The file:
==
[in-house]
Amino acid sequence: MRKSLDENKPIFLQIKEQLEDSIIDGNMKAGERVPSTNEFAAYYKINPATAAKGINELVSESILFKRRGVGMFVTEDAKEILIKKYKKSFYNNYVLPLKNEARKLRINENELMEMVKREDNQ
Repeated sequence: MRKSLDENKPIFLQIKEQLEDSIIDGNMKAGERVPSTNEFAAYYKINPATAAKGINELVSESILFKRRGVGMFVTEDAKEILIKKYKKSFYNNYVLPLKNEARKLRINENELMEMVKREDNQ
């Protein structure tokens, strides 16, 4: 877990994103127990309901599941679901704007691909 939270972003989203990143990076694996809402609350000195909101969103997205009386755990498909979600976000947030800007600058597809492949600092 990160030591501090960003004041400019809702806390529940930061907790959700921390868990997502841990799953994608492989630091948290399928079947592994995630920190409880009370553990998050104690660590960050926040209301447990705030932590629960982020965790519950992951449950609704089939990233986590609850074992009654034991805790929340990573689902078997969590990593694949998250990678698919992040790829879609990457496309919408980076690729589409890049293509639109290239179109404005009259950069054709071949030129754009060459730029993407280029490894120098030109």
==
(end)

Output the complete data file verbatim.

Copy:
[in-house]
Amino acid sequence: MRKSLDENKPIFLQIKEQLEDSIIDGNMKAGERVPSTNEFAAYYKINPATAAKGINELVSESILFKRRGVGMFVTEDAKEILIKKYKKSFYNNYVLPLKNEARKLRINENELMEMVKREDNQ
Repeated sequence: MRKSLDENKPIFLQIKEQLEDSIIDGNMKAGERVPSTNEFAAYYKINPATAAKGINELVSESILFKRRGVGMFVTEDAKEILIKKYKKSFYNNYVLPLKNEARKLRINENELMEMVKREDNQ
């Protein structure tokens, strides 16, 4: 877990994103127990309901599941679901704007691909 939270972003989203990143990076694996809402609350000195909101969103997205009386755990498909979600976000947030800007600058597809492949600092 990160030591501090960003004041400019809702806390529940930061907790959700921390868990997502841990799953994608492989630091948290399928079947592994995630920190409880009370553990998050104690660590960050926040209301447990705030932590629960982020965790519950992951449950609704089939990233986590609850074992009654034991805790929340990573689902078997969590990593694949998250990678698919992040790829879609990457496309919408980076690729589409890049293509639109290239179109404005009259950069054709071949030129754009060459730029993407280029490894120098030109």